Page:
Respondents:
    OCC: National banks, Federal savings associations, Federal branches 
and agencies, and bank service providers.
    Board: All state member banks (as defined in 12 CFR 208.2(g)), bank 
holding companies (as defined in 12 U.S.C. 1841), savings and loan 
holding companies (as defined in 12 U.S.C. 1467a), foreign banking 
organizations (as defined in 12 CFR 211.21(o)), foreign banks that do 
not operate an insured branch, state branch or state agency of a 
foreign bank (as defined in 12 U.S.C. 3101(b)(11) and (12)), Edge or 
agreement corporations (as defined in 12 CFR 211.1(c)(2) and (3)), and 
bank service providers.
    FDIC: All insured state nonmember banks, insured state-licensed 
branches of foreign banks, insured State savings associations, and bank 
service providers.
    Number of Respondents: \62\
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    \62\ The number of respondents for the reporting requirement is 
based on allocating the estimated 150 notification incidents among 
the agencies based on the percentage of entities supervised by each 
agency. The FDIC represents the majority of the banking 
organizations (64 percent), while the Board supervises approximately 
21 percent of the banking organizations, with the OCC supervising 
the remaining 15 percent of banking organizations. The number of 
respondents for the disclosure requirement is based on an assumption 
of an approximately 2 percent per year frequency of incidents from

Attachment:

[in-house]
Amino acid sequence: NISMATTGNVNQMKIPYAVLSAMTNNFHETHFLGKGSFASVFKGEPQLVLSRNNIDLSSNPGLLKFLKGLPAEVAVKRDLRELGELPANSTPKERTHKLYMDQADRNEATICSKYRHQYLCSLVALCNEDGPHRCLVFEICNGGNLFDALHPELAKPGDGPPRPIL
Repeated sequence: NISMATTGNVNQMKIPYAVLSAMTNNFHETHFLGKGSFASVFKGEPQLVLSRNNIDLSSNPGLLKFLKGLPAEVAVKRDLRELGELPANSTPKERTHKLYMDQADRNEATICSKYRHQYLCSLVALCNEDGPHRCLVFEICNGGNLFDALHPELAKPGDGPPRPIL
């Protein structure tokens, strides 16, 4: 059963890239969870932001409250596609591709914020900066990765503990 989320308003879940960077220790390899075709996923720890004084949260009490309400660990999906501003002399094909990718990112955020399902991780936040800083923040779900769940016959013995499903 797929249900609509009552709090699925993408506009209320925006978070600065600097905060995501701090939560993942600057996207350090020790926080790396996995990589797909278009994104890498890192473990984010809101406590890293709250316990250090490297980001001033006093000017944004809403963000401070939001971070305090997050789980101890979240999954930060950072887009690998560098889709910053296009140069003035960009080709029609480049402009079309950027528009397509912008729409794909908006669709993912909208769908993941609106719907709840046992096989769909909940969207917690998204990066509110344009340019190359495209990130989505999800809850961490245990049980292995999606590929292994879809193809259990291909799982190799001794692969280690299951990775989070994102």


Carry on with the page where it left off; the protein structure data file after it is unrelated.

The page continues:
120,392 firms, which is divided equally among the OCC, FDIC, and 
Board. The number of 120,392 firms is the number of firms in the 
United States under NAICS code 5415 in 2018, the latest year for 
which such data is available. See U.S. Census Bureau, 2018 SUSB 
Annual Data Tables by Establishment Industry, https://www.census.gov/data/tables/2018/econ/susb/2018-susb-annual.html 
(last revised Aug. 27, 2021).
---------------------------------------------------------------------------

    OCC: Reporting--22; Disclosure--802.
    FDIC: Reporting--96; Disclosure--802.
    Board: Reporting--32; Disclosure--802.
    Estimated Hours per Response:
    Reporting--Sections 53.3 (OCC), 225.302 (Board), and 304.23 (FDIC): 
3 hours.
    Disclosure--Sections 53.4 (OCC), 225.303 (Board), and 304.24 
(FDIC): 3 hours.
    Estimated Total Annual Burden:
    OCC: Reporting--66 hours; Disclosure--2,406 hours.
    FDIC: Reporting--288 hours; Disclosure--2,406 hours.
    Board: Reporting--96 hours; Disclosure--2,406 hours.
    Abstract: The final rule establishes notification requirements for 
banking organizations upon the occurrence of a ``computer-security 
incident'' that rises to the level of a ``notification incident.''
    A ``notification incident'' is defined as a computer-security 
incident that has materially disrupted or degraded, or is reasonably 
likely to materially disrupt or degrade, a banking organization's--
     Ability to carry out banking operations, activities, or 
processes, or deliver banking products and services to a material 
portion of its customer base, in the ordinary course of business;
     Business line(s), including associated operations, 
services, functions, and support, that upon failure would result in a 
material loss of revenue, profit, or franchise value; or
     Operations, including associated services, functions and 
support, as applicable, the failure or discontinuance of which would